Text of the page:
Biden administration plans to publish list of ‘low value’ degrees

Lack of consensus over how to define economic worth of programmes to student and taxpayer hampers education department’s efforts

January 16, 2023
Source: iStock

Nearly a decade after the Obama administration broached the idea of rating colleges and universities, the Biden administration is ready to take another crack at the historically fraught concept.

This time around, the administration is planning to publish a list of programmes considered to have a low financial value to students and taxpayers. But first the department must decide how to determine which programmes have low financial value – a question that has been the subject of much research but no clear consensus.

The department’s request for information, which was released on 10 January and closes on 10 February, seeks input on the measures and metrics that should be used to build the list, what data should be collected to assess a programme’s non-financial value, the structure of the list and how to share the list once it is created.

This latest effort will show how the accountability landscape has changed, if at all, since the rating idea was first broached, which morphed into the College Scorecard (the Obama administration didn’t end up rating institutions after opposition from higher education groups and others). Advocates and researchers said that the list would be helpful and a good start in highlighting programmes that do not serve students well, although they acknowledge the challenge ahead for the department to define a programme’s financial value.

Amy Ellen Duke-Benfield, managing director of policy and research at Higher Learning Advocates, a bipartisan non-profit that works to improve outcomes for students, said the federal government is lagging behind state leaders, who have already been talking about how to define a high-quality post-secondary programme.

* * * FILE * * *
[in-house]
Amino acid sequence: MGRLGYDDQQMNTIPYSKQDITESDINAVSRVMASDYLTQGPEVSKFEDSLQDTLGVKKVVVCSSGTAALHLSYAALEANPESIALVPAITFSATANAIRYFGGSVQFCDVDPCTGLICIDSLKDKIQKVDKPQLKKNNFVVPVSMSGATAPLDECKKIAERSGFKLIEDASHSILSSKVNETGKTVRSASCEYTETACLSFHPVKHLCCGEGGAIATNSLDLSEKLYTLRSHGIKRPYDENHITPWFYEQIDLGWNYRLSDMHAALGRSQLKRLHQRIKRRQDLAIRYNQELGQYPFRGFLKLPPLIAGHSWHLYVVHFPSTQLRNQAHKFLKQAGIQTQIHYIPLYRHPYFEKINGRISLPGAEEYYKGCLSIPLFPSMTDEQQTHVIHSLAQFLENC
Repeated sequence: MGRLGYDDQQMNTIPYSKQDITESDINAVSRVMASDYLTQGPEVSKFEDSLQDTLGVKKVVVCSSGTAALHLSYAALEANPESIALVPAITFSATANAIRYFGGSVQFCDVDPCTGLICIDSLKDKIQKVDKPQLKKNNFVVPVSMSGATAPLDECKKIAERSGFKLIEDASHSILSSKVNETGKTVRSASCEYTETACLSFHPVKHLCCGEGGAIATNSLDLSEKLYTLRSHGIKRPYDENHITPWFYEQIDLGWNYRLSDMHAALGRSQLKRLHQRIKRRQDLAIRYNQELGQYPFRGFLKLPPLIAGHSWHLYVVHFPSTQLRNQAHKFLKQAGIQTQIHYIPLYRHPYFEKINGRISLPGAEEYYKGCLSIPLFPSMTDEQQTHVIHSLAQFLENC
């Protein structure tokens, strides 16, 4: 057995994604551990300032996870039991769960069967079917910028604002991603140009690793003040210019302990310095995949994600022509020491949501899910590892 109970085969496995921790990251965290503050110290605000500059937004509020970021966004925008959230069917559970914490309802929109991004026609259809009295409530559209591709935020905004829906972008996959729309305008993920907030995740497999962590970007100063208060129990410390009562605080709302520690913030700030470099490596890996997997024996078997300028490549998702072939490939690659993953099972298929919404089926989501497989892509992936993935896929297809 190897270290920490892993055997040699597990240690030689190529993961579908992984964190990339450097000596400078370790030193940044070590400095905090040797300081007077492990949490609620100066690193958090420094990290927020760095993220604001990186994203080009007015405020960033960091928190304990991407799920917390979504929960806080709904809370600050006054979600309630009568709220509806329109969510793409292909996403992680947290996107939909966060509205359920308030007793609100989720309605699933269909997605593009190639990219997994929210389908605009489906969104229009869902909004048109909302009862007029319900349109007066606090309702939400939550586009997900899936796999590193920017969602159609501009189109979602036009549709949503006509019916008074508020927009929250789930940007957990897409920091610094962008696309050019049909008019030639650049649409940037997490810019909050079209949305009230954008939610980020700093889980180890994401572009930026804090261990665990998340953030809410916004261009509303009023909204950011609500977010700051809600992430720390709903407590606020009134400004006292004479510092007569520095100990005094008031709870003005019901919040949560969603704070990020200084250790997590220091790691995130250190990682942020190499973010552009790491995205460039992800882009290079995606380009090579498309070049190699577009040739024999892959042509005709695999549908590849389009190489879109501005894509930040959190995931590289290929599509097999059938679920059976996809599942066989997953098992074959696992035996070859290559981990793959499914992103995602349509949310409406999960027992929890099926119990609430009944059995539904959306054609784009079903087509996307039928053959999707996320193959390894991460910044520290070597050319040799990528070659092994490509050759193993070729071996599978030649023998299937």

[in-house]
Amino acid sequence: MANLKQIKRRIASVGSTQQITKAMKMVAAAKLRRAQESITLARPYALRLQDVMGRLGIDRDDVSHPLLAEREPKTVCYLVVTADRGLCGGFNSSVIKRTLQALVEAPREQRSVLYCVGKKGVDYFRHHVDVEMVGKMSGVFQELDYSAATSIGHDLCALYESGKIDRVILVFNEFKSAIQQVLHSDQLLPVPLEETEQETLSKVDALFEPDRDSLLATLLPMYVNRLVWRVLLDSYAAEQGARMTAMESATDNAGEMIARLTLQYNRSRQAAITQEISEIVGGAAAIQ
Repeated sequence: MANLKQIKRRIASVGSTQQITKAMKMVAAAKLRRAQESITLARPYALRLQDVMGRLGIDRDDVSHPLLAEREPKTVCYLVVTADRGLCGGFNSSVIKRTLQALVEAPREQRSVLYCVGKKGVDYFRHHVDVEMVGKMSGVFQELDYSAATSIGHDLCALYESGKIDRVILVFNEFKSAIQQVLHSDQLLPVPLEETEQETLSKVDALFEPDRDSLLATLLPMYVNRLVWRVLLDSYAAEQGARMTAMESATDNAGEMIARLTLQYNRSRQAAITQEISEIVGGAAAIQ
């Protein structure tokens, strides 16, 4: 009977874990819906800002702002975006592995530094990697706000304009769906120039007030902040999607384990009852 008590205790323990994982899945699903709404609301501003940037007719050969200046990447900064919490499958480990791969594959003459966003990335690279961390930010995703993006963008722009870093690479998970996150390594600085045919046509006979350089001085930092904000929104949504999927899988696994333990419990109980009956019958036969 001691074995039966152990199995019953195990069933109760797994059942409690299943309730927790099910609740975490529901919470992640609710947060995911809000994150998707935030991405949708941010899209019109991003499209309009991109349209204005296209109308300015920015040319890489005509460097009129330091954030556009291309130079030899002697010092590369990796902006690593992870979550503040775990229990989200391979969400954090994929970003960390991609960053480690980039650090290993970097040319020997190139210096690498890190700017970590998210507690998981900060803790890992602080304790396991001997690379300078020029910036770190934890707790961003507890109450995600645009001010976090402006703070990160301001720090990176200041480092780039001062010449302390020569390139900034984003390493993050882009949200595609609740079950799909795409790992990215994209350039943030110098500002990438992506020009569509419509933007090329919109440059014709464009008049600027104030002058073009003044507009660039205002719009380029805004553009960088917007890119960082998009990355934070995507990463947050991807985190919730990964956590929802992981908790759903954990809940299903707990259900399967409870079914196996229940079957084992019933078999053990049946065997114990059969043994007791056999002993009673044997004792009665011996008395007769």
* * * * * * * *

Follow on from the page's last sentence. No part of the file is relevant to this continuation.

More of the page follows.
“Students, even if they go to liberal arts colleges, are thinking about future employment more often than I think some institutions would care to admit,” she said. “There has to be a nuanced approach, but we can’t continue to avoid a discussion about student earnings coming out of particular programmes. We’ve been trying to avoid this now for over a decade…We can’t continue to punt this to the federal level.”

Measuring value

Researchers, thinktanks and organisations have looked at a variety of metrics to determine the value of higher education, including a student’s debt-to-income ratio, student loan default rates, graduation rates and earnings above the average high school graduate’s salary.

Ms Duke-Benfield said evidence of job opportunities for a credential and whether a graduate has the skills sought by an employer would be good metrics for the department to consider.

The Postsecondary Value Commission, a high-profile panel backed by the Bill & Melinda Gates Foundation, said in a report that students should, at minimum, earn as much as a high school graduate and enough to recoup what they paid for college within 10 years. The commission proposed measuring economic returns in terms of thresholds that would take into account whether a student’s earnings reach the median level for their field, as well as economic mobility and security.

“When determining the value of particular programmes, it is critical that the Department of Education keep equity in mind – not just whether programmes deliver value overall, but whether they are delivering value to all groups of students, especially for those who have been historically marginalised,” said Diane Cheng, vice-president for research and policy at the Institute of Higher Education Policy, which managed the commission. “To unearth potential inequities, the outcomes data included in the department’s calculations should be disaggregated by race, ethnicity, income and gender, wherever possible.”

Georgetown University’s Center on Education and the Workforce calculated the net present value, which used a student’s earnings 10 years after attending a college or university, to develop a ranking of 4,500 institutions by return on investment.